Globally, salinization of agricultural soils is an increasing problem. At least 25% of the world's cultivated land area is now salt-affected. Although the potato (Solanum tuberosum L.) is among the most important of crops plants, little is known of the range of salt tolerance among cultivars of S. tuberosum, wild Solanum sp., or their hybrids. The objective of this work was to rank the salinity (NaCl) tolerance of 200 North American and European cultivars, 13 hybrids of S. chacoense, S. tuberosum, and primitive cultivated diploids (S. phureja and/or S. stenotomum) and their progenies, and 14 accessions of S. chacoense from different collection sites. This was done in vitro, using a modified nodal cutting bioassay. The parameters evaluated included shoot and root lengths, and fresh and dry weights. Extreme variation for salinity tolerance was noted among the cultivars, the hybrids, and the wild species.
T. Khrais and D. Donnelly
Simone da Costa Mello, Francis J. Pierce, Rachel Tonhati, Guilherme Silva Almeida, Durval Dourado Neto, and Kiran Pavuluri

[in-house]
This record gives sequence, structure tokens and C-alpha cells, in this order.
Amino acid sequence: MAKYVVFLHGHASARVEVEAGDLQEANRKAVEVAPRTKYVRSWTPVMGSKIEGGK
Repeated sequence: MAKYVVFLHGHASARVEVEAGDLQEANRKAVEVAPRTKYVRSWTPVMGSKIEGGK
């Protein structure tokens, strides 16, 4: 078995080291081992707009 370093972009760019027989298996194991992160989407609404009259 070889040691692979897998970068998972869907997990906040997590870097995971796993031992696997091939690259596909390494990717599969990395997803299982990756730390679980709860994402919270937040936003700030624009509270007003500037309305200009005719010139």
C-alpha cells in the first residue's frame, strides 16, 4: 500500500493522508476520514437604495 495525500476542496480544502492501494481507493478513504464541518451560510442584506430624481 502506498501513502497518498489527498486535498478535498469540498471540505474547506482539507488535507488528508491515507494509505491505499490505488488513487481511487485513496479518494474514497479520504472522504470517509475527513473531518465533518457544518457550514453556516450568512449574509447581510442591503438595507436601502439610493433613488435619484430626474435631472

growth, yield, economics and crisp quality Potato Res. 50 1 13 Lakshmi, D.V. Padmaja, G. Rao, P.C. 2012 Effect of levels of nitrogen and potassium on soil available nutrient status and yield of potato ( Solanum tuberosum L.) Indian J. Agr. Res. 46 36 41
Y. Zhang and D. Donnelly
The potato (Solanum tuberosum L.) is considered moderately sensitive to salinity stress. Yields can be adversely affected by salinity at EC levels of 2 to 3 dS·m–1. In vitro screening and selection for salinity tolerance may be faster and more reliable than traditional field assessment. A modified nodal cutting bioassay was developed based on that of Morpurgo (1991) and used to rank the salinity tolerance of several potato cultivars, wild Solanum species, and their hybrids. Nodal cuttings were cultured in Murashige and Skoog (1962) basal medium which included NaCl at 0, 40, 80, and 120 mM. After 4 weeks at 25C and 16/8 h day/night period, vegetative growth parameters were assessed. Hybrids derived from S. chacoense outperformed hybrids of other wild species, their wild parents, and S. tuberosum cultivars. `Russet Burbank' and `Kennebec' were more salinity-tolerant than the three other cultivars tested.
Orville M. Lindstrom, David J. Olson, and John V. Carter